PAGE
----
MB: Natural Minor

ChrisS: Right MB! If we take this one step further we can add more color to the chords. For instance, if we want to use a pentatonic over a dominant seventh chord like C7 we could use the C major pentatonic. However, the b7 scale degree in a dominant seventh chord is pretty significant and the C major pentatonic doesn't include that note. So we substitute the b7 for the sixth.

ChrisS: Here is a pentatonic for a dominant seventh chord.

ChrisS: Use sound clip 2 to check out the mixo pentatonic.

Steve: can you use 6th and b7?

ChrisS: Yes, but then you have left the realm of 5 note scales.

Steve: ok, so mixolydian can be pentatonic also

ChrisS: yes thats right. In fact you will see that you can make a pentatonic work over any chord if you make the right changes. Here is a lick for you to try.

ChrisS: Its kind of tricky, you have learn to roll your fingers. If it is real easy, speed it up a bit until it is a challenge. The same idea would apply to other chords. For a minor 6th pentatonic we substitute a b3 into a regular major pentatonic.

Steve: why does that C mixo pent scale not contain the root note?

ChrisS: Well we have to eliminate something in order to keep it a pentatonic. So we get rid of the root, If you think about it, the root is probably already being played somewhere within the rhythm section.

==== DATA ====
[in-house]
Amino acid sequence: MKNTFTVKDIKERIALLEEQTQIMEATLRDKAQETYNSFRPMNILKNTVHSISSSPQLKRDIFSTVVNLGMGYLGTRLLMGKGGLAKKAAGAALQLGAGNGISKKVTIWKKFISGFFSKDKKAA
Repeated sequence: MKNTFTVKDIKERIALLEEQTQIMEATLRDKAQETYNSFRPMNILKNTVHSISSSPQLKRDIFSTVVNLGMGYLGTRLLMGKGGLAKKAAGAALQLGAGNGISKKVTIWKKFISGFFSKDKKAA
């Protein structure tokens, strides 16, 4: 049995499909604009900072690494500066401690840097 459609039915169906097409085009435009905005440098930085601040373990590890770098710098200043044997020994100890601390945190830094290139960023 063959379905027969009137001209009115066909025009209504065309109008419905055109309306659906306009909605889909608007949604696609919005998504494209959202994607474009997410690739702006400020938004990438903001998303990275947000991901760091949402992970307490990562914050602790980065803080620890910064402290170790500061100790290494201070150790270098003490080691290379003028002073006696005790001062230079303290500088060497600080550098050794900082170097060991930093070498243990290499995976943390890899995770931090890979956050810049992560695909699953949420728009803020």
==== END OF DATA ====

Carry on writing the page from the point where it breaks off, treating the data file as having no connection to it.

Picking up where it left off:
MB: I was just wondering the same thing.

ChrisS: So it isn't as necessary and doesn't contribute to defining the chord sound.

ChrisS: lets look at the min 6 stuff. Here is a minor 6 pentatonic and jam track.

ChrisS: Minor 6 pentatonic: 1,2,b3,5,6, Notice that we altered a major pentatonic to get to a minor, it just works out to be easier that way. Now lets look at some more interesting chord sounds using a similar approach. A common chord in jazz is the half-diminished, also known as the "minor seventh with a flatted fifth" [minor7(b5)]. If we take the ordinary minor pentatonic and lower that 5th by half a step, it will work just fine. Here is the half diminished pentatonic.

ChrisS: ...and a looping sound clip.